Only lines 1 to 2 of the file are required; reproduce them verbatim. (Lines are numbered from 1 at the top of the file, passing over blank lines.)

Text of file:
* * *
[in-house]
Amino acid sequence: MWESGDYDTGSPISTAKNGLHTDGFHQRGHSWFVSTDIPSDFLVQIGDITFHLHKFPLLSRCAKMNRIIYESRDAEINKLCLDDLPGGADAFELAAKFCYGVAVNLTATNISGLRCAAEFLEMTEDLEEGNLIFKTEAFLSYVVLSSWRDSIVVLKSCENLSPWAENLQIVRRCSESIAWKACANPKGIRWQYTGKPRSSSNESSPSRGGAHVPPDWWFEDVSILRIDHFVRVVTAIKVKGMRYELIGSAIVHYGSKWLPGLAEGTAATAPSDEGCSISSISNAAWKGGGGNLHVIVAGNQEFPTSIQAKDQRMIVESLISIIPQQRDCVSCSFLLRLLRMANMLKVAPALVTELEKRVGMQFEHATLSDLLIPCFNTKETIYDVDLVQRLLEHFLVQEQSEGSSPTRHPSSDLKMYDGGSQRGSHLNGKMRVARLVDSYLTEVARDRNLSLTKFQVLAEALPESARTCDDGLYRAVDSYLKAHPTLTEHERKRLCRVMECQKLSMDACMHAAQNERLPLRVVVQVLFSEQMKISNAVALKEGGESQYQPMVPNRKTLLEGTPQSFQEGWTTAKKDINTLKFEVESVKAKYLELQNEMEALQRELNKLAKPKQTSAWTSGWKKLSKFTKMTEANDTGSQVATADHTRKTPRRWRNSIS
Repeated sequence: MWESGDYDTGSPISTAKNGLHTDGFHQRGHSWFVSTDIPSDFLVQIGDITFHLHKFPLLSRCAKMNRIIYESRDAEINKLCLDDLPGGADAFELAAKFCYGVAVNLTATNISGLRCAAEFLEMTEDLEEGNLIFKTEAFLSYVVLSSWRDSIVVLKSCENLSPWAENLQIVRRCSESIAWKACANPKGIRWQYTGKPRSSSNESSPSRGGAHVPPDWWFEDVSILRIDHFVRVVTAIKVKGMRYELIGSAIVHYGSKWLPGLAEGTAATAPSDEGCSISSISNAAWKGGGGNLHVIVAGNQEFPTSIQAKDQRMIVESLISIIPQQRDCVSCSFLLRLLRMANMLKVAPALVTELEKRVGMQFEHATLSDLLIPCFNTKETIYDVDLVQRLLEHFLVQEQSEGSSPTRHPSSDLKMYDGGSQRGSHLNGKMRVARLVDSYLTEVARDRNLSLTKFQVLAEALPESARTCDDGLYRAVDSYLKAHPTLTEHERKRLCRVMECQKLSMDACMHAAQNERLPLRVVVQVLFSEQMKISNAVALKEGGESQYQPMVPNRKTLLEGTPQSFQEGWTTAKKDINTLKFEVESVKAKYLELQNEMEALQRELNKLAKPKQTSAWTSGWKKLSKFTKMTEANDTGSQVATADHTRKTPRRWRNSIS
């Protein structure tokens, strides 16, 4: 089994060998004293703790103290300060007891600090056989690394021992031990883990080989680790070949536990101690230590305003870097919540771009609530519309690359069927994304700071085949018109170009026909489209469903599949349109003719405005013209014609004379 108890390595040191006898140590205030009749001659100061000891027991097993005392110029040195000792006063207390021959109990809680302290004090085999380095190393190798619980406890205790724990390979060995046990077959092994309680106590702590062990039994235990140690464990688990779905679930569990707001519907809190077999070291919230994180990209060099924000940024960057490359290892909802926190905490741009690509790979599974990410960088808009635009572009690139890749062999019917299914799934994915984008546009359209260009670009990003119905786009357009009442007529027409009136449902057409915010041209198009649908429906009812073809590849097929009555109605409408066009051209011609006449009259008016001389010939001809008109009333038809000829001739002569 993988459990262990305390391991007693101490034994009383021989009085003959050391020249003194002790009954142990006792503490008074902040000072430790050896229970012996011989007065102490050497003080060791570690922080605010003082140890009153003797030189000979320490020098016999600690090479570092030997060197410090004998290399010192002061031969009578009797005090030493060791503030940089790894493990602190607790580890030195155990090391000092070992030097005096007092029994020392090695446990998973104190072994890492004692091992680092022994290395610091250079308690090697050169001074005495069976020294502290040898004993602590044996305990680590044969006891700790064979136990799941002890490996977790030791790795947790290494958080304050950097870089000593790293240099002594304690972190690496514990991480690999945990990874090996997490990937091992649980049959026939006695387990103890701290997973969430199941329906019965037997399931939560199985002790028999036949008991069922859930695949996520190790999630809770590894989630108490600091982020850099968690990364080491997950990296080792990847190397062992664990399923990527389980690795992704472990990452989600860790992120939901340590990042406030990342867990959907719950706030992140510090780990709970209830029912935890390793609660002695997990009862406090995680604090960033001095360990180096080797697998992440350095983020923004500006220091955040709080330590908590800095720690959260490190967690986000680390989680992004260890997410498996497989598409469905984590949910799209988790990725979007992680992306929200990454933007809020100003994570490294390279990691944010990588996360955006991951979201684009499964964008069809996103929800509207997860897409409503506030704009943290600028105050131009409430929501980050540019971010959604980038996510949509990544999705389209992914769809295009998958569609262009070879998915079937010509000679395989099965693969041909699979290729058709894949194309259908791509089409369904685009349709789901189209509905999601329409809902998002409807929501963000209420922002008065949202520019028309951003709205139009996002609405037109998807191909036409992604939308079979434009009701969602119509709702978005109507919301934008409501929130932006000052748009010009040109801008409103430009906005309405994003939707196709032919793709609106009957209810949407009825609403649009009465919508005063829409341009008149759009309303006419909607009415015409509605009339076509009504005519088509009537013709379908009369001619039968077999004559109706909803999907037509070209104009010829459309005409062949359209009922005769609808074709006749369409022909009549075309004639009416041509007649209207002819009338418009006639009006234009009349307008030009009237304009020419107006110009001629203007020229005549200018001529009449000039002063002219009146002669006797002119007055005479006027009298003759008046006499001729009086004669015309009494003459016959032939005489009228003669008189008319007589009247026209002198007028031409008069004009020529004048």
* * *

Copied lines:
[in-house]
Amino acid sequence: MWESGDYDTGSPISTAKNGLHTDGFHQRGHSWFVSTDIPSDFLVQIGDITFHLHKFPLLSRCAKMNRIIYESRDAEINKLCLDDLPGGADAFELAAKFCYGVAVNLTATNISGLRCAAEFLEMTEDLEEGNLIFKTEAFLSYVVLSSWRDSIVVLKSCENLSPWAENLQIVRRCSESIAWKACANPKGIRWQYTGKPRSSSNESSPSRGGAHVPPDWWFEDVSILRIDHFVRVVTAIKVKGMRYELIGSAIVHYGSKWLPGLAEGTAATAPSDEGCSISSISNAAWKGGGGNLHVIVAGNQEFPTSIQAKDQRMIVESLISIIPQQRDCVSCSFLLRLLRMANMLKVAPALVTELEKRVGMQFEHATLSDLLIPCFNTKETIYDVDLVQRLLEHFLVQEQSEGSSPTRHPSSDLKMYDGGSQRGSHLNGKMRVARLVDSYLTEVARDRNLSLTKFQVLAEALPESARTCDDGLYRAVDSYLKAHPTLTEHERKRLCRVMECQKLSMDACMHAAQNERLPLRVVVQVLFSEQMKISNAVALKEGGESQYQPMVPNRKTLLEGTPQSFQEGWTTAKKDINTLKFEVESVKAKYLELQNEMEALQRELNKLAKPKQTSAWTSGWKKLSKFTKMTEANDTGSQVATADHTRKTPRRWRNSIS